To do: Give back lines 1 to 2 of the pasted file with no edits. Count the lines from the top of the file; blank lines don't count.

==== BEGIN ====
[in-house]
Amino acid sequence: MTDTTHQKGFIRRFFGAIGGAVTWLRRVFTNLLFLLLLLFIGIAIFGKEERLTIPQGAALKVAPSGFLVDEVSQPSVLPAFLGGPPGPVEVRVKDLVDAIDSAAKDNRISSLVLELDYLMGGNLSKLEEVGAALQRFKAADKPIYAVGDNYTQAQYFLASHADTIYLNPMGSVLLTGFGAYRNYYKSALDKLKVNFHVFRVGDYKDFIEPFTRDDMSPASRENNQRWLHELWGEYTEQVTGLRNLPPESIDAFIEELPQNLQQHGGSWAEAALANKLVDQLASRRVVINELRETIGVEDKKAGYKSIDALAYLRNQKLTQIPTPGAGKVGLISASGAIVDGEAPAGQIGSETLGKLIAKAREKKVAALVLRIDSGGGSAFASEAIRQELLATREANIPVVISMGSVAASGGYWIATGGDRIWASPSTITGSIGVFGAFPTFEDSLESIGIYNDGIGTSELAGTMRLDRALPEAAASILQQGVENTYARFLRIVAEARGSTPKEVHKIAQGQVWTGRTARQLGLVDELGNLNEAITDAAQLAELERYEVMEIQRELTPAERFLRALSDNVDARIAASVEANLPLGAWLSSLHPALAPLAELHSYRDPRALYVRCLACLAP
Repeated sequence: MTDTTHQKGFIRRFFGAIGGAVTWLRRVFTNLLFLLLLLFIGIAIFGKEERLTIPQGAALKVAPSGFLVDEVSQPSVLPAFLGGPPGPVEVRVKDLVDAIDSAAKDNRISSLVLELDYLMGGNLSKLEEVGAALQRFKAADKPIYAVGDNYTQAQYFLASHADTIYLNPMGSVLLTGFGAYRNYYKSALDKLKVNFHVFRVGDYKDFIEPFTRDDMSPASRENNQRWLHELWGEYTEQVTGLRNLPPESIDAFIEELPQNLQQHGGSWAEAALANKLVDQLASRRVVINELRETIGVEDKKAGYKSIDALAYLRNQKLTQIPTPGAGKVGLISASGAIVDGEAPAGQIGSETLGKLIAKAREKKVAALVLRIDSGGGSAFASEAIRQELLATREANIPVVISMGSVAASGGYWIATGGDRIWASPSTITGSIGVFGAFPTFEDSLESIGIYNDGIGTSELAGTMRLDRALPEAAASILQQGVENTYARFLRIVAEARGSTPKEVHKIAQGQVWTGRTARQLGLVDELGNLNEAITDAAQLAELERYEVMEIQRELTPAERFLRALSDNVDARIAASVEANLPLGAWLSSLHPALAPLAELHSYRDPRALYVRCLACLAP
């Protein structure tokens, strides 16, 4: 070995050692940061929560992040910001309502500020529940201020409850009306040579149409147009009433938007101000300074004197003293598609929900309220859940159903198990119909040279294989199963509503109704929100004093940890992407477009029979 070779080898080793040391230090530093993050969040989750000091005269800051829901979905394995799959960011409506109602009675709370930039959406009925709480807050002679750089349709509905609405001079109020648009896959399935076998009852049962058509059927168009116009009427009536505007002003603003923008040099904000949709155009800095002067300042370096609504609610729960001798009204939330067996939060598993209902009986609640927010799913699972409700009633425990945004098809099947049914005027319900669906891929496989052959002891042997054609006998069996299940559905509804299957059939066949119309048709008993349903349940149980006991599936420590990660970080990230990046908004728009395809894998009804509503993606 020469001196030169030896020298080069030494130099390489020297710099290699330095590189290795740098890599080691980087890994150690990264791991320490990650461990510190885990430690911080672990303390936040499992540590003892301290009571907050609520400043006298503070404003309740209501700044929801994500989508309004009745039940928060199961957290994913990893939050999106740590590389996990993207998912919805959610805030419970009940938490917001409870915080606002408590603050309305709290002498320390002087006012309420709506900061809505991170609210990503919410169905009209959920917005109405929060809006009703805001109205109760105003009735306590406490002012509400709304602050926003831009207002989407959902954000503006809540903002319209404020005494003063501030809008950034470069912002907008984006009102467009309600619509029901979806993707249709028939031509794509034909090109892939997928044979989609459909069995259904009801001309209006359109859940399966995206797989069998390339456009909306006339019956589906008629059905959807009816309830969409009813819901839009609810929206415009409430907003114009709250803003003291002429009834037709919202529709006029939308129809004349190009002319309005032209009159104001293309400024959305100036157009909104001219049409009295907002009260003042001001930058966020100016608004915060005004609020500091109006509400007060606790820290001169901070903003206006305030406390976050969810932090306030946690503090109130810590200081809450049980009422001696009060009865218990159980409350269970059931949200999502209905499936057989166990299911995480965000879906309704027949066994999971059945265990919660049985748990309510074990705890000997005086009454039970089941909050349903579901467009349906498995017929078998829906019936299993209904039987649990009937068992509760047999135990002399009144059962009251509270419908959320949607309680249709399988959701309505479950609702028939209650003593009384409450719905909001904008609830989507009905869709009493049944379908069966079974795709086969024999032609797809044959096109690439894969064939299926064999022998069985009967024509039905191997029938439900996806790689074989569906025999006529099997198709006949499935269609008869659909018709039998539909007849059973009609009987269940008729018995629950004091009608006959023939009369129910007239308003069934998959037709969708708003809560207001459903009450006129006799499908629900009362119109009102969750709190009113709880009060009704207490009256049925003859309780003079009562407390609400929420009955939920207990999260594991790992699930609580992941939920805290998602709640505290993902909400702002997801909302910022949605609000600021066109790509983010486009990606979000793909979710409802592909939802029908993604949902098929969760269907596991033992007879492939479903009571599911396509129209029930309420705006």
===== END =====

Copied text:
[in-house]
Amino acid sequence: MTDTTHQKGFIRRFFGAIGGAVTWLRRVFTNLLFLLLLLFIGIAIFGKEERLTIPQGAALKVAPSGFLVDEVSQPSVLPAFLGGPPGPVEVRVKDLVDAIDSAAKDNRISSLVLELDYLMGGNLSKLEEVGAALQRFKAADKPIYAVGDNYTQAQYFLASHADTIYLNPMGSVLLTGFGAYRNYYKSALDKLKVNFHVFRVGDYKDFIEPFTRDDMSPASRENNQRWLHELWGEYTEQVTGLRNLPPESIDAFIEELPQNLQQHGGSWAEAALANKLVDQLASRRVVINELRETIGVEDKKAGYKSIDALAYLRNQKLTQIPTPGAGKVGLISASGAIVDGEAPAGQIGSETLGKLIAKAREKKVAALVLRIDSGGGSAFASEAIRQELLATREANIPVVISMGSVAASGGYWIATGGDRIWASPSTITGSIGVFGAFPTFEDSLESIGIYNDGIGTSELAGTMRLDRALPEAAASILQQGVENTYARFLRIVAEARGSTPKEVHKIAQGQVWTGRTARQLGLVDELGNLNEAITDAAQLAELERYEVMEIQRELTPAERFLRALSDNVDARIAASVEANLPLGAWLSSLHPALAPLAELHSYRDPRALYVRCLACLAP